‘The Giver of Stars’ shares lovely Depression era tale
There is nothing I would not do for those who are really my friends. I know no notion of loving people by halves, it is not my nature.” — Jane Austen
Found families possess some of the fiercest and strongest bonds a person can forge with another human being. Blood may be thicker than water, but who’s paying attention to that when you’ve found your people, your community that makes you feel safe and loved. Our latest read takes us to the mountains of Kentucky during the 1930s, to a small library manned by a charming group of women.
The Giver of Stars by Jojo Moyes
Sometimes I like to go into a book without knowing what it’s going to be about. I did that recently with Jojo Moyes’ latest novel “The Giver of Stars.” Now, that can be a pretty risky move, but knowing that Moyes is an accomplished storyteller I’d say that move paid off in spades.
Alice finds herself to be a fish out of water when her husband whisks her away from England to a small town in Kentucky, where she finds herself endlessly miserable. Margery is a singularly independent woman, content to live her life how she pleases without giving a darn about what the small-minded town will think. Alice and Margery strike up an unlikely but fast friendship when Alice volunteers to join the WPA packhorse library she’s managing.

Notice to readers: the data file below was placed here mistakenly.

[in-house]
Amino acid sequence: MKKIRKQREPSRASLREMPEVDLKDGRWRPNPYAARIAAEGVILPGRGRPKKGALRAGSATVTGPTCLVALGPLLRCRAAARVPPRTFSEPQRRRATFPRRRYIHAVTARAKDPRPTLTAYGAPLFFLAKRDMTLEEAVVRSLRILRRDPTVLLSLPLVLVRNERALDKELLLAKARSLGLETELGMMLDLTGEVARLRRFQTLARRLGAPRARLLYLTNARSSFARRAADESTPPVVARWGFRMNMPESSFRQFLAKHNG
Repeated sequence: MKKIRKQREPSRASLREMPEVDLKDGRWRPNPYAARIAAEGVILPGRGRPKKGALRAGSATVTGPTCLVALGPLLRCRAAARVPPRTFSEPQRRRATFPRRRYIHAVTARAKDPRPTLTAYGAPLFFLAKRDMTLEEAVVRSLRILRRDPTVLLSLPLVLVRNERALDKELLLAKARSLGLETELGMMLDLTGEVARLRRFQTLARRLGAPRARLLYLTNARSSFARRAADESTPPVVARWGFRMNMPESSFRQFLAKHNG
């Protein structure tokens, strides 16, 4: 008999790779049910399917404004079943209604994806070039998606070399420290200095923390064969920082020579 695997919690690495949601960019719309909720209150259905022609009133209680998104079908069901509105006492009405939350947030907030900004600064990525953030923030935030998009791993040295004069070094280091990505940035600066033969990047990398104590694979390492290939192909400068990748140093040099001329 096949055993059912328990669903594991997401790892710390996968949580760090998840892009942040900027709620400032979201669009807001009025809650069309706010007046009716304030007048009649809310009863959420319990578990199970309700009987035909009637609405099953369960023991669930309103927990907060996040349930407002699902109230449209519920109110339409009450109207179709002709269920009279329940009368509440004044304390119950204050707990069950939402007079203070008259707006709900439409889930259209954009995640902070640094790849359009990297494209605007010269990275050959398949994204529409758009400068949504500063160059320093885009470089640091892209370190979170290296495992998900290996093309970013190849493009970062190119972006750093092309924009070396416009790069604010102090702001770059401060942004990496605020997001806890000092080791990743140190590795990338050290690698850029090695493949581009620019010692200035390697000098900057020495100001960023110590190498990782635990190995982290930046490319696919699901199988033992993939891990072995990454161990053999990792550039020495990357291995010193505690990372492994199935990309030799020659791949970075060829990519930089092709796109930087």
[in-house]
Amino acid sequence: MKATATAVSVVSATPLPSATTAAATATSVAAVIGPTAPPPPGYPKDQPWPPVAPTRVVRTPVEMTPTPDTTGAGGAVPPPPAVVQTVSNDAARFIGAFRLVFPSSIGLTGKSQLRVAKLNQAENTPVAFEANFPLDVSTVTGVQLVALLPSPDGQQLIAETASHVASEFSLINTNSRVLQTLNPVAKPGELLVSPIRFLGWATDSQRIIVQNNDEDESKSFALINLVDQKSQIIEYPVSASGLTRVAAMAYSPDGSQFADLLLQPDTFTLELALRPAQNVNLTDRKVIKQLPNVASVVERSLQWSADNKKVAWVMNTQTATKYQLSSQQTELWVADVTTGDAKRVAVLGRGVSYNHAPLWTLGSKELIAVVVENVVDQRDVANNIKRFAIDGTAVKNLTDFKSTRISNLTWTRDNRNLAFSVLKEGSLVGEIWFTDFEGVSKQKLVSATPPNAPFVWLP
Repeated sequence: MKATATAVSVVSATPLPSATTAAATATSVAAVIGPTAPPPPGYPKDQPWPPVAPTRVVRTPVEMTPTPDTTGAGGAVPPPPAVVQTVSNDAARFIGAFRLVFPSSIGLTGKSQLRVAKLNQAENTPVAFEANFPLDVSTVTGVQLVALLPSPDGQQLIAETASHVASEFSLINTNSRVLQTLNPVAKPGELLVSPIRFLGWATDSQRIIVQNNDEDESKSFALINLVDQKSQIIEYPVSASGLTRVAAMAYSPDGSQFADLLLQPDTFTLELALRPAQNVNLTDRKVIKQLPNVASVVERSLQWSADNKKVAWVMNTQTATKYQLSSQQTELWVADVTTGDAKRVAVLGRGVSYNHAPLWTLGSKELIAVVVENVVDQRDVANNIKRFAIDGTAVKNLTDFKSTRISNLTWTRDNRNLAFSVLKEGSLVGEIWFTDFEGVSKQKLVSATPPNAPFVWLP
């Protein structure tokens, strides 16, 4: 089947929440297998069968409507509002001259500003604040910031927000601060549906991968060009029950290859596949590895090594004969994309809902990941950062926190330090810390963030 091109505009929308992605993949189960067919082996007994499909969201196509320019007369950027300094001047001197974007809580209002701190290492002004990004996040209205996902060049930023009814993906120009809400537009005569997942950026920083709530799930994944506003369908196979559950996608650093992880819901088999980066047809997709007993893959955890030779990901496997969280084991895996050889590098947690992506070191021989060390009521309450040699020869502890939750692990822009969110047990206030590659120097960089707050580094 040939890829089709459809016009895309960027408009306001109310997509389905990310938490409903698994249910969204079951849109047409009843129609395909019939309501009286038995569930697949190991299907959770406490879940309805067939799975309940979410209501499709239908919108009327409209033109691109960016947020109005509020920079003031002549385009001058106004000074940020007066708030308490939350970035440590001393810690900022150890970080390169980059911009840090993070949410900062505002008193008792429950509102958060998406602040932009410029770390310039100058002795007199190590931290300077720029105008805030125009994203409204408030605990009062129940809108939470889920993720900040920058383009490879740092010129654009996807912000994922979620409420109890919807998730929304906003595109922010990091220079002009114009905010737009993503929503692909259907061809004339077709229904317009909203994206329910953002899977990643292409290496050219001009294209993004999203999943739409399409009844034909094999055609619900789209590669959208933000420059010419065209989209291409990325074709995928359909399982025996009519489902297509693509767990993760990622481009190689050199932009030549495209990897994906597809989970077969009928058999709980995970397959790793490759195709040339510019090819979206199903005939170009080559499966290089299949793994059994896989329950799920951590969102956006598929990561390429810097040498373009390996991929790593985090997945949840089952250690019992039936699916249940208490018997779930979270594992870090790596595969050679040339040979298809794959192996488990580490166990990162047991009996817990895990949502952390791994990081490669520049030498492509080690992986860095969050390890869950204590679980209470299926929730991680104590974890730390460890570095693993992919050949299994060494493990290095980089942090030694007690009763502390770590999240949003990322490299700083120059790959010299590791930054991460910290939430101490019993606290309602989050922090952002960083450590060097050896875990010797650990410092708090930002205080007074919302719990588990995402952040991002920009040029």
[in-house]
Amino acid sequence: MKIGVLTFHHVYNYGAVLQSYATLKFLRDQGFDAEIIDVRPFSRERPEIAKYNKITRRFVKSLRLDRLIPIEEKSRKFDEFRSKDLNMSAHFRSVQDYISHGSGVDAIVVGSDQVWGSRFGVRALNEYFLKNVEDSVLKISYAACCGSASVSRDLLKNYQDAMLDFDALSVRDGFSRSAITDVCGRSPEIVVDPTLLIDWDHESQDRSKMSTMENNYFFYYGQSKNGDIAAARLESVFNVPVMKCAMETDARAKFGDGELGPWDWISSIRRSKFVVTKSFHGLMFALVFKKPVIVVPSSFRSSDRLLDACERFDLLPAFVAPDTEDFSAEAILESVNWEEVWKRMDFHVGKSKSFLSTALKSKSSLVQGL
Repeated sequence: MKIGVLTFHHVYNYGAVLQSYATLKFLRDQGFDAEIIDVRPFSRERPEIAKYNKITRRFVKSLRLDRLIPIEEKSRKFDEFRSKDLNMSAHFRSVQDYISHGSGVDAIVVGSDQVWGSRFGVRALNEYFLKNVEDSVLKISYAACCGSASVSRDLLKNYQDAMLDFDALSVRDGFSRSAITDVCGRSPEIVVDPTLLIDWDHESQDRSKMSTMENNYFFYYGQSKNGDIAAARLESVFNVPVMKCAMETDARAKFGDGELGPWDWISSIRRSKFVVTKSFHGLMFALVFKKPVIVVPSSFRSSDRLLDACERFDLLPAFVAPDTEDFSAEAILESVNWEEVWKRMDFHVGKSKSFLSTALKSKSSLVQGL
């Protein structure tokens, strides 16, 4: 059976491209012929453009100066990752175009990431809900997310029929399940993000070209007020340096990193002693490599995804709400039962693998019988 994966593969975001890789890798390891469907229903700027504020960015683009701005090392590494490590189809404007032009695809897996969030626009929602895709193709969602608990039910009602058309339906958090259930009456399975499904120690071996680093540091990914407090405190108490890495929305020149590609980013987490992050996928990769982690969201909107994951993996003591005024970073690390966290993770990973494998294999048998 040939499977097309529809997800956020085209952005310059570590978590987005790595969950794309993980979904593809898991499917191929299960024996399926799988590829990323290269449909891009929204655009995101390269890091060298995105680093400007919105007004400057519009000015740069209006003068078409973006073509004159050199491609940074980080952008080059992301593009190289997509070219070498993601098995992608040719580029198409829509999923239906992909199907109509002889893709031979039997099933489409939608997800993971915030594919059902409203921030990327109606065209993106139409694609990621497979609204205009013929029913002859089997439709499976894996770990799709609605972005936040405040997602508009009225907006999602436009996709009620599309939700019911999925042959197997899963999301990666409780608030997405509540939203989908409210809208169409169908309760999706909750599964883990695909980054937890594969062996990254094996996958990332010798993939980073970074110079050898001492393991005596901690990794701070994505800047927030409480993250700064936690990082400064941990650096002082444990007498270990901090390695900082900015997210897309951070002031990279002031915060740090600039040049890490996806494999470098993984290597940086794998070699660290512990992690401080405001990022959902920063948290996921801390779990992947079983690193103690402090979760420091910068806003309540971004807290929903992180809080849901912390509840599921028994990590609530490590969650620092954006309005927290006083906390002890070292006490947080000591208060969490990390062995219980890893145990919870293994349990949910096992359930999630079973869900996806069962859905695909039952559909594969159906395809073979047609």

Moyes’ latest novel is packed with heart and humor as her courageous pack of women travel up and down the Kentucky mountains and hollers delivering library books, small acts of kindness and even and act or two of rebellion. The women in this book are the kind that you want to invite over for a drink and to have your back when life’s obstacles knock you in the gut. With her stunning descriptions of the mountainside readers will find themselves transported on the back of saddle, with a bag loaded down with books.
From the book jacket…
“Alice Wright marries handsome American Bennett Van Cleve hoping to escape her stifling life in England. But small-town Kentucky quickly proves equally claustrophobic, especially living alongside her overbearing father-in-law. So when a call goes out for a team of women to deliver books as part of Eleanor Roosevelt’s new traveling library, Alice signs on enthusiastically.
The leader, and soon Alice’s greatest ally, is Margery, a smart-talking, self-sufficient woman who’s never asked a man’s permission for anything. They will be joined by three other singular women who become known as the Horseback Librarians of Kentucky.”
In you enjoy…
If you devoured “The Giver of Stars,” check out any of Jojo Moyes other books to find similar echoes of heartfelt bonds found in this book. For those who have already thumbed through all of her work, readers might enjoy the saucy ladies in Elizabeth Gilbert’s “City of Girls.”